Tuesday, September 09, 2014

Hopscotch 2014 Night 3: T0W3RS, Phosphorescent

All photos by Chris Powers
My Hopscotch ended as a music festival should: with the two performances that ended up being my favorite from the weekend.

At the Pour House, Derek Torres led a host of gymnasts and musicians for a show that will go down in Hopscotch lore. As T0W3RS, Torres is free to explore all angles of the musical spectrum. He started with a quiet solo introduction while the gymnasts danced behind him. Soon, several musicians joined him and they launched into an exhilarating, life-affirming set of pop.

Torres is a rare personality. His genuineness is immediately apparent, even from the stage. He finds happiness in the little things, like the smiley face balloon that drifted above the stage. It’s infectious and the front of the crowd was going nuts.

The role of the gymnasts grew as the set went on. First, they danced. Then they performed various lifts and contortions. During the final song, T0W3RS revealed two silk cloths hanging from the ceiling and the gymnasts performed their acrobatics while suspending in the air. 

It was quite a site to behold. It seemed ridiculous, like some overly ambitious talent show, but it was fun. Same goes for the cover of Don Henley’s “Boys of Summer” they performed. Before revealing the song, Torres told the crowd he was worried how his voice would hold up. “I your help with this one. I think you’ll all know it.” Standing there, shouting “my love for you will still be strong,” it hit me like it does every year: Hopscotch will be over soon and I need to savor every moment of this.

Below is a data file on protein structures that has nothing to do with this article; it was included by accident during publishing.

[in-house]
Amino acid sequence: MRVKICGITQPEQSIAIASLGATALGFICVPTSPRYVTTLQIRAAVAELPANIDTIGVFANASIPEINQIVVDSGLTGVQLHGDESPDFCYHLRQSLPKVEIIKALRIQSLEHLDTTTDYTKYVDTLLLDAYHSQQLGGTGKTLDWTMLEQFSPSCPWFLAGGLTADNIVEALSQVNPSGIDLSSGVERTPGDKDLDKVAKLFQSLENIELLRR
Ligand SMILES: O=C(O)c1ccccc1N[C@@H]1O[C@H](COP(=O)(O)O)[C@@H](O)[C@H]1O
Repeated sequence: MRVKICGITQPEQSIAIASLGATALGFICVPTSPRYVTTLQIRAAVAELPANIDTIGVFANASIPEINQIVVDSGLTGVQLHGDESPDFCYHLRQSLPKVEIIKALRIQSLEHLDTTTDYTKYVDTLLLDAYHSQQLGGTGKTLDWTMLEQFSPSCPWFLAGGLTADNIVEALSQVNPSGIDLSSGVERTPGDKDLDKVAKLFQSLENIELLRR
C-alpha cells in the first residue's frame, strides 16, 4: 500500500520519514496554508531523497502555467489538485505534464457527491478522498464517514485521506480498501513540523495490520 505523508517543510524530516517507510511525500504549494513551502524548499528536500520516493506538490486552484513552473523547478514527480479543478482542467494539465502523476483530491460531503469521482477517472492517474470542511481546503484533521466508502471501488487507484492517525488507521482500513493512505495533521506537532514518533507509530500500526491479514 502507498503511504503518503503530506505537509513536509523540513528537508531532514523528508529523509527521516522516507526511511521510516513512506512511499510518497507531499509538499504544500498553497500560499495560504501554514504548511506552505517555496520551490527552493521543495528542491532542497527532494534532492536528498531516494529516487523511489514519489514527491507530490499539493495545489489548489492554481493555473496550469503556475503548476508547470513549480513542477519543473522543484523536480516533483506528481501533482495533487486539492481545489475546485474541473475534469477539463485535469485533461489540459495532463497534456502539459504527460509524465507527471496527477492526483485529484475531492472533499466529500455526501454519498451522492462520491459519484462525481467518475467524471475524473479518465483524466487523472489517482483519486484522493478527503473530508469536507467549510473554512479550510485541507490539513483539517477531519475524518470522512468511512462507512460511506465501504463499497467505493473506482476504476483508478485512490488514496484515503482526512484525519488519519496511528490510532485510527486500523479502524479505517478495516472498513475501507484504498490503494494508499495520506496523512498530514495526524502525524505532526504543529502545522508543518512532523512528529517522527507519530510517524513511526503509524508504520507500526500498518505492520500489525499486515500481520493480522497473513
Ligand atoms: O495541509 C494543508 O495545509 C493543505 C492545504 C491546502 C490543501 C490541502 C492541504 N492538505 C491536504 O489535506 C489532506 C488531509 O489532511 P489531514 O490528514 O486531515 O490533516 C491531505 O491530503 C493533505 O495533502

I couldn’t pull myself away from the T0W3RS until it finished. Worried, I rushed down to Fletcher Opera Theater to see a solo set from Phosphorescent, aka Matthew Houck. I only missed one song as Houck was late to start.

Standing alone on stage with his electric guitar and a keyboard, Houck performed a mix of familiar and old, rarer songs. The sound was mostly sparse, but one time he did loop and layer his guitar and vocals to create surreal one-man choir. The one misstep was an unnecessarily bouncy version of “Muchacho’s Tune” accompanied by the keyboard. 

Houck seemed surprised by the intimate nature of the venue and was impressed with the crowd in general. His playful back and forth with the audience eventually led to someone buying him a shot (he asked for whiskey, got bourbon, and then went on a joking rant about the difference between between the two) in exchange for a request.

For an encore, he played Vern Gosdin’s “Any Old Miracle,” a pleading prayer for God to ease a man’s heartbreak, that left the crowd in stunned silence. I looked at my friend and could only whisper, “Damn.”

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